The Fresh Loaf

News & Information for Amateur Bakers and Artisan Bread Enthusiasts

Tartine Country Loaf

dvuong's picture

Tartine Country Loaf

Hello everyone,

I live in San Francisco and have attempted to bake Tartine's infamous Country Bread at least ten times now with wonderful results in flavor.  Though I have never tasted Tartine's bread, my brother, whom frequents Tartine very often says that the flavor is near identical to what can be bought from Tartine.  However, I feel that there is still much to be desired in regards to oven spring and slashing.   The first few times I've made this bread, I've followed Robertson's instructions to a T when bulk fermenting at 78-82 degrees for 3 hours with S&F every half hour for a total of 6 S&Fs.  Then, I discovered on the forums that many people are reporting the bulk ferment times are much too generous and should be reduced to 2.5 hours max.  With both methods, I complete my final rise overnight in the refrigerator and bake directly from fridge. Following the 3 hour method, I find that I get a little better oven spring but still not exactly what is desired.  With 2.5, oven spring tends to be a little less.  I doubt that retarding in the fridge overnight would cause it to overproof. Also, when slashing, I can never really get a real great grigne like the one that appears in the book.  I've slashed almost parallel to the loaf and have tried neither too deep nor too shallow and always dip my blade into water to prevent drag.  Are there any suggestions or comments to  both?  I've seen that many of you have had amazing results with this book.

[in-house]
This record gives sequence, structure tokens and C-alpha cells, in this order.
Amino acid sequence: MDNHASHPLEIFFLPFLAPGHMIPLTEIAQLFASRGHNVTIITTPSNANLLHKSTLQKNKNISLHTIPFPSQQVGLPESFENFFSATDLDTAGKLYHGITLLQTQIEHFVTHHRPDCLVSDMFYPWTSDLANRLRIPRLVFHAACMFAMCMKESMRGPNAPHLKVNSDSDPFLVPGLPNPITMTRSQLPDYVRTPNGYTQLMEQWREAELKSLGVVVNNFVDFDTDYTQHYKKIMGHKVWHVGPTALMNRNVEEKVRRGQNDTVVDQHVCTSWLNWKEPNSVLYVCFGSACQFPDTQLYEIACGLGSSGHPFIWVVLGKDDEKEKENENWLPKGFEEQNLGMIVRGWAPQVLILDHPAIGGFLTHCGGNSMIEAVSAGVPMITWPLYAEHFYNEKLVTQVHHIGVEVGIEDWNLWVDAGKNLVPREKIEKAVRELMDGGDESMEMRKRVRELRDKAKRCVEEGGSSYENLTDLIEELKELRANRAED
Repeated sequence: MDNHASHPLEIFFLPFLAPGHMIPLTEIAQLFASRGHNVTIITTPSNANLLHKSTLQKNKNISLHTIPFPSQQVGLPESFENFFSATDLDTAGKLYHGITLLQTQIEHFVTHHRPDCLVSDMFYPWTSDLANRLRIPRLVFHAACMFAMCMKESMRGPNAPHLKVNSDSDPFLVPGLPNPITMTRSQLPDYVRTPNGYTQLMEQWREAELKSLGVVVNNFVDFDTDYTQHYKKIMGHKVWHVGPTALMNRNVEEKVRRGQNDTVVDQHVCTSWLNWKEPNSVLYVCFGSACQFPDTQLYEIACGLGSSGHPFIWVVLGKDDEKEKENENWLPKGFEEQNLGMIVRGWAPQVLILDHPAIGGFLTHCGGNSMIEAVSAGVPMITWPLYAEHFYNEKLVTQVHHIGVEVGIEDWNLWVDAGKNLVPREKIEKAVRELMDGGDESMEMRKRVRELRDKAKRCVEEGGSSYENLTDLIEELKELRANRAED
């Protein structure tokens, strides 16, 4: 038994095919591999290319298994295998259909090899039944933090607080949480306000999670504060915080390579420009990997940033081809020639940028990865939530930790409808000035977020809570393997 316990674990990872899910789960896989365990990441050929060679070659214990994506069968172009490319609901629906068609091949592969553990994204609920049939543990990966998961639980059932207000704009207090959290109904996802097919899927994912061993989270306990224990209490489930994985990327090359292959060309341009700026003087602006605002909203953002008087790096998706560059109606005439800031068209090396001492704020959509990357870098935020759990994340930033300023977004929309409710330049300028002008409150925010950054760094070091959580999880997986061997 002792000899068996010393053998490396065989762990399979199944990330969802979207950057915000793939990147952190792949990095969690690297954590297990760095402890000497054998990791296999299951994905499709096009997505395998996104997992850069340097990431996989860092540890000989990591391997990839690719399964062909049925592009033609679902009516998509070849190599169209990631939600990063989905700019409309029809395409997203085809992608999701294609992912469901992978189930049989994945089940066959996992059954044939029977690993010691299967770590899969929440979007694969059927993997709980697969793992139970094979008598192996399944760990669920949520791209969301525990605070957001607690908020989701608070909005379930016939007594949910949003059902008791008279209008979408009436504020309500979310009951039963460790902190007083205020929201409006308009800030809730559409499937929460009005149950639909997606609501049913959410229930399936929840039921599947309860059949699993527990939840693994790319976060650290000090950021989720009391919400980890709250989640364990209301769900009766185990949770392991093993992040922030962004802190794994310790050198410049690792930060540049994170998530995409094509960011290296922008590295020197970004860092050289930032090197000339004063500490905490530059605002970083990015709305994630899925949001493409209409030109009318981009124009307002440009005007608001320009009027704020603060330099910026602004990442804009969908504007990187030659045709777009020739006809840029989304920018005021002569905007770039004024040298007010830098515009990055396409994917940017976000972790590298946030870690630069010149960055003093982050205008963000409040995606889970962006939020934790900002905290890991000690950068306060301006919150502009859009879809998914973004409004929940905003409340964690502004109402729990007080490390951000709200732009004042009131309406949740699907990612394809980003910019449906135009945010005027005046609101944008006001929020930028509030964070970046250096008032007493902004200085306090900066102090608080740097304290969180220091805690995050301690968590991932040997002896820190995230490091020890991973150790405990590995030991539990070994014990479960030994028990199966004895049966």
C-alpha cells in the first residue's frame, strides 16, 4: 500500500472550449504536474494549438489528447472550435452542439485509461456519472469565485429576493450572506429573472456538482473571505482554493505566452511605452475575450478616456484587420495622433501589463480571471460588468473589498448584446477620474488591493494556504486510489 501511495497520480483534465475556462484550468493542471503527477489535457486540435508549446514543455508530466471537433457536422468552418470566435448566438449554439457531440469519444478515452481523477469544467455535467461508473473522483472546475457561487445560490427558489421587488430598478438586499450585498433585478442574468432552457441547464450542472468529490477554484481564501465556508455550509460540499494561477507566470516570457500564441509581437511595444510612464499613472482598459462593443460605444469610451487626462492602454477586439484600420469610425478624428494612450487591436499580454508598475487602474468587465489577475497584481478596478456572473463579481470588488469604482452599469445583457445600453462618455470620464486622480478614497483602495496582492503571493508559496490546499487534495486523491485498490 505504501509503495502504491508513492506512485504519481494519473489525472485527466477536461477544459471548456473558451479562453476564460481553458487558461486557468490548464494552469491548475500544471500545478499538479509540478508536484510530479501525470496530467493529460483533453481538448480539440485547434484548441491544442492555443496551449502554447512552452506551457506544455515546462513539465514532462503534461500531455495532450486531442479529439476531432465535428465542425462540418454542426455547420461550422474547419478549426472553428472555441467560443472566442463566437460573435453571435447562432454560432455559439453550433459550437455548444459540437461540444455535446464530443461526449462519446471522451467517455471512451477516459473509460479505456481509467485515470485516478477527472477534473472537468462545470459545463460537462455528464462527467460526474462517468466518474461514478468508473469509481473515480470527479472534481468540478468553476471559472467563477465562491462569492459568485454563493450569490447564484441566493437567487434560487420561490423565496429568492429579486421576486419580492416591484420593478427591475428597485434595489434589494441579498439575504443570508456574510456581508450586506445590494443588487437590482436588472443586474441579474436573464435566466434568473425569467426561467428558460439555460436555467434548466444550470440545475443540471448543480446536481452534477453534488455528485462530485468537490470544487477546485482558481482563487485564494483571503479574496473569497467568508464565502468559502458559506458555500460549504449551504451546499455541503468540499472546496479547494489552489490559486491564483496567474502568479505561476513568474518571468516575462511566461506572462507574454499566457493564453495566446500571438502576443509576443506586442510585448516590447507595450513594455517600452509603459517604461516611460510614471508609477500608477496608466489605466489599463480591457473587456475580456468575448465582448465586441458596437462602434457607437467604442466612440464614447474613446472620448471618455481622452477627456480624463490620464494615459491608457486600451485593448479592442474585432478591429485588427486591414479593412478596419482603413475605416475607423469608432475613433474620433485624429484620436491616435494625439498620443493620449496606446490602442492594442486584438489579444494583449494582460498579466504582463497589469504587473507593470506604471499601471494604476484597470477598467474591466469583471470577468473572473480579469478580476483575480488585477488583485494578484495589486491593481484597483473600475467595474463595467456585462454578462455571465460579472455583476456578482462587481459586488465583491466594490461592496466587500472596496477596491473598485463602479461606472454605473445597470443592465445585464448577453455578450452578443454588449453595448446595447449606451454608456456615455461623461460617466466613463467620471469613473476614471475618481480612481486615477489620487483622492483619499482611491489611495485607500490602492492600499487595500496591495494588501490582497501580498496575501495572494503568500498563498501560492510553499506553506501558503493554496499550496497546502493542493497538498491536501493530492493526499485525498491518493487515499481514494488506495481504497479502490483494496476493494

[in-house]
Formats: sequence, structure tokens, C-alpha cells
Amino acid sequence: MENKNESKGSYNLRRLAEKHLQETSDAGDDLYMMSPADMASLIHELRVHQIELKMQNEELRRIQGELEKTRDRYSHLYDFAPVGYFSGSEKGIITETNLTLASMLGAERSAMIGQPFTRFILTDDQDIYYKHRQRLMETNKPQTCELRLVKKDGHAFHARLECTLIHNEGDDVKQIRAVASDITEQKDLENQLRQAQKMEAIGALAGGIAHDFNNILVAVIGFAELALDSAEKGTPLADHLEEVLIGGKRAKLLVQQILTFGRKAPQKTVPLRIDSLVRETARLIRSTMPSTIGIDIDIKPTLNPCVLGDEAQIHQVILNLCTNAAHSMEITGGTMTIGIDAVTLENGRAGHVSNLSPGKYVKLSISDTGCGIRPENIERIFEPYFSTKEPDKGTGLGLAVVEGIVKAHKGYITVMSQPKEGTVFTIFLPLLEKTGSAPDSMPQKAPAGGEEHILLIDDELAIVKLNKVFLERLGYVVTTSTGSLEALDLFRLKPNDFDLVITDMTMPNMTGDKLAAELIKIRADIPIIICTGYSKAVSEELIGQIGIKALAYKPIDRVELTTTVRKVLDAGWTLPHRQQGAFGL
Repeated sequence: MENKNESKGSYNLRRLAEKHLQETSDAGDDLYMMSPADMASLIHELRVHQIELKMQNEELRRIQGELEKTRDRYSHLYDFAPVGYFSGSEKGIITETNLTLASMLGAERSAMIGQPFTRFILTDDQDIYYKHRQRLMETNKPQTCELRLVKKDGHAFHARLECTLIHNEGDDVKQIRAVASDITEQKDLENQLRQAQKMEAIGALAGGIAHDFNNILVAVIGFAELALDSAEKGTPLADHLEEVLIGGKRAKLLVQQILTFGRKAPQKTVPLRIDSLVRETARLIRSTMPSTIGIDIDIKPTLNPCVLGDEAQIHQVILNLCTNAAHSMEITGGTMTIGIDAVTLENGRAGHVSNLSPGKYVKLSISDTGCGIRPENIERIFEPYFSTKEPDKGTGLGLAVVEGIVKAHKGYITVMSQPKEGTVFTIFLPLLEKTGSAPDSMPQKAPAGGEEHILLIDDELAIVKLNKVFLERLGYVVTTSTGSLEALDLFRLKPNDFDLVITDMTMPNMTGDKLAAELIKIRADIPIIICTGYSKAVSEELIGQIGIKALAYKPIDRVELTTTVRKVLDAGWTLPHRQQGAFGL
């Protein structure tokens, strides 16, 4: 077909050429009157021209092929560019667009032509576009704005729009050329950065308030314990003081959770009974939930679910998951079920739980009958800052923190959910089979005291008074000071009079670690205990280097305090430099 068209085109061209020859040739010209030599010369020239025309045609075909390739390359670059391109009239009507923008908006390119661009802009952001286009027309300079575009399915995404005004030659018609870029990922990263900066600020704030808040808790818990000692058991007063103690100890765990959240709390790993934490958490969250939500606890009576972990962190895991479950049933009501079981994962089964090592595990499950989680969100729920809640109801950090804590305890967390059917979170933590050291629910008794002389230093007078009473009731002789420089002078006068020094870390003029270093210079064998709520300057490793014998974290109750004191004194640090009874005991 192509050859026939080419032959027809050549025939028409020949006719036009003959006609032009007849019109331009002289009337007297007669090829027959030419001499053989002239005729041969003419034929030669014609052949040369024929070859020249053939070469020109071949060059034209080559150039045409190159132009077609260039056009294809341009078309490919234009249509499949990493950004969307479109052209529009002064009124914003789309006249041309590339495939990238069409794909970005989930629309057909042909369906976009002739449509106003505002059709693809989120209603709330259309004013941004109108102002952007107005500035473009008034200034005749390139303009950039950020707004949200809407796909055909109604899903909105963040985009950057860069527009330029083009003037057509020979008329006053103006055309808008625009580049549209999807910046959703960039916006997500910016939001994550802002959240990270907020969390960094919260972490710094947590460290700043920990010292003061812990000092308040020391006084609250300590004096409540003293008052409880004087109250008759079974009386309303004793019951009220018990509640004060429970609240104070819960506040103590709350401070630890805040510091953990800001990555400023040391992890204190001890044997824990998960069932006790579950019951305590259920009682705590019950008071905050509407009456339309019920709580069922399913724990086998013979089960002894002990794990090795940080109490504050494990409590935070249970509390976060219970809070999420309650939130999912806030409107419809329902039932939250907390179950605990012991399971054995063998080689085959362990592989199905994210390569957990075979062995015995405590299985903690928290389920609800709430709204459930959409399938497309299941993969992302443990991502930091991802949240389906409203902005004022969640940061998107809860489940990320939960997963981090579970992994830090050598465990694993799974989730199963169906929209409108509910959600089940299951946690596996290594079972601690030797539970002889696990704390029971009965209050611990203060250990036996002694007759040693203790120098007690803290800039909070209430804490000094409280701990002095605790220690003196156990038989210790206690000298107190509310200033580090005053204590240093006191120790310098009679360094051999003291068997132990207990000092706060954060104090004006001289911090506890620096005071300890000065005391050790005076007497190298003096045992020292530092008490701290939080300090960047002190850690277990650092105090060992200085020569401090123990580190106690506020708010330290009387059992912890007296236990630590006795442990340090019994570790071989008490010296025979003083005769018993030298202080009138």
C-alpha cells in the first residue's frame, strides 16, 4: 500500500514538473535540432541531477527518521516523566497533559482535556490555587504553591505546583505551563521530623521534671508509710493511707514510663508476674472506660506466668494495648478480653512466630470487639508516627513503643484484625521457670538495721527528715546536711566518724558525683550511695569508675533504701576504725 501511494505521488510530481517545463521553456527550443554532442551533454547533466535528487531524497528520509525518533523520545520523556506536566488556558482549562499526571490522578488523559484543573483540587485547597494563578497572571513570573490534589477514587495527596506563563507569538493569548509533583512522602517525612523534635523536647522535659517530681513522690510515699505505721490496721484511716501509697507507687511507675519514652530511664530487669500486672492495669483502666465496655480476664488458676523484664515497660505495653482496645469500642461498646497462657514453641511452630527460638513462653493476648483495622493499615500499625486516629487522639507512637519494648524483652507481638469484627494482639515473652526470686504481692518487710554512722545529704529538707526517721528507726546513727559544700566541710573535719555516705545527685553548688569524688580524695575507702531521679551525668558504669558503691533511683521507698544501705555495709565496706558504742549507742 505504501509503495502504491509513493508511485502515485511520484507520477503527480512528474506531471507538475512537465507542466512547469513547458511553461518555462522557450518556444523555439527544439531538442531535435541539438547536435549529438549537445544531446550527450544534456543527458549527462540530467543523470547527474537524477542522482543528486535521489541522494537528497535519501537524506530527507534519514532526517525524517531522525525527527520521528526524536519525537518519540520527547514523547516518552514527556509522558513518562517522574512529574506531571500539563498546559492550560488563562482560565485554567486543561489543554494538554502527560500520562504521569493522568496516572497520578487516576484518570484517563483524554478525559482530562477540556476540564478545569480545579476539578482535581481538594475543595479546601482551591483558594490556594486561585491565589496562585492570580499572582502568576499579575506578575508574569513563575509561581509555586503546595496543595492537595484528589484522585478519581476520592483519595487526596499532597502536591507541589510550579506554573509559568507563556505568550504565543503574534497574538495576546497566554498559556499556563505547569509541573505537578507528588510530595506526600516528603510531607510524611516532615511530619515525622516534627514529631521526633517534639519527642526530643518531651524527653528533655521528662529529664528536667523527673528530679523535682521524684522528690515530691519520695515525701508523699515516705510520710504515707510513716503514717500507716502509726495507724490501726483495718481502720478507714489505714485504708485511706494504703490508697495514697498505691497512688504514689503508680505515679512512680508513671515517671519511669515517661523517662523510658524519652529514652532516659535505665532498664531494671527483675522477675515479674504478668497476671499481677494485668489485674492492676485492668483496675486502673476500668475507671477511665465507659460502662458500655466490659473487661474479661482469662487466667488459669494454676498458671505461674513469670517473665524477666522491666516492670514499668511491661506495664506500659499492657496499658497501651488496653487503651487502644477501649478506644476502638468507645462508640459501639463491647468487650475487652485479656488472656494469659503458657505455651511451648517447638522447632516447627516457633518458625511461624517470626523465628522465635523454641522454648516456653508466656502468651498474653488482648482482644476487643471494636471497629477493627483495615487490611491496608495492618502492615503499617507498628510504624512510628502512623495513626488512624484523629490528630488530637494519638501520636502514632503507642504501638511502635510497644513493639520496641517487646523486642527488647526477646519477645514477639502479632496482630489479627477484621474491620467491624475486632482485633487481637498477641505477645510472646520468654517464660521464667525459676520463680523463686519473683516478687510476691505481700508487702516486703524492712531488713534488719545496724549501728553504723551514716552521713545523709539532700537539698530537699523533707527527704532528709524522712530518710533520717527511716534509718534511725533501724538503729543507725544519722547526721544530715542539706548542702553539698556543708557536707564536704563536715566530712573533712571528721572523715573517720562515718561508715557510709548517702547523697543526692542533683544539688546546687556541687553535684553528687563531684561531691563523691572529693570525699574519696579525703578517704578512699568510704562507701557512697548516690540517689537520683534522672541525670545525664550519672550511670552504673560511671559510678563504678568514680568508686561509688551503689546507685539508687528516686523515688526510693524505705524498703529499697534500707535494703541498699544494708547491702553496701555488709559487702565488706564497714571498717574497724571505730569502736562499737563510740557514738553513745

Anyway, I don't have pictures of all my loaves but the one that I have access to at this moment <I'm at work ;)> is a picture of the one that turned out the best.  I'll try to repost with one that resulted a little flatter.

Sjadad's picture

dvuong -

That's a beautiful loaf. From what I can see you achieved a great grigne. The color and the oven spring look wonderful too. If the taste is good (as you say it is), you should be very pleased and proud. I look forward to seeing many more of your breads here.

Great job!

dvuong's picture

As promised.. Here are some more pictures.

You can tell that the slashing didn't open up as much in this one.

A picture of the crumb.


The one to the left was relatively flat. Could that be due to shaping?

longhorn's picture

First comment has to be that if you live in SF you need to drop by the bakery and buy a half loaf (okay, order in advance...) or at least have your brother bring you a half loaf. You need to see in person and experience what you are working toward...

Your bakes are quite a bit lighter than Chad. Looks like your internal temp is well below the target. This could easily be partially because you are putting cold dough in the oven and it takes longer to heat up.

Your loaves are okay IMO but look like they are possibly a bit overproofed. It takes time for the dough to cool down and stop/slow the yeast. A lot of us seem to be drifting to a 2 1/2 hour bulk ferment and a 2 to 2 1/2 hour rise after the 30 minute rest in forming.  You are likely effectively overshooting that. I would shorten my times further if retarding is critical to your timing.

The flattish loaf could be shaping or overproofing - especially if both came out of the fridge at the same time and it warmed before baking.

Good Luck!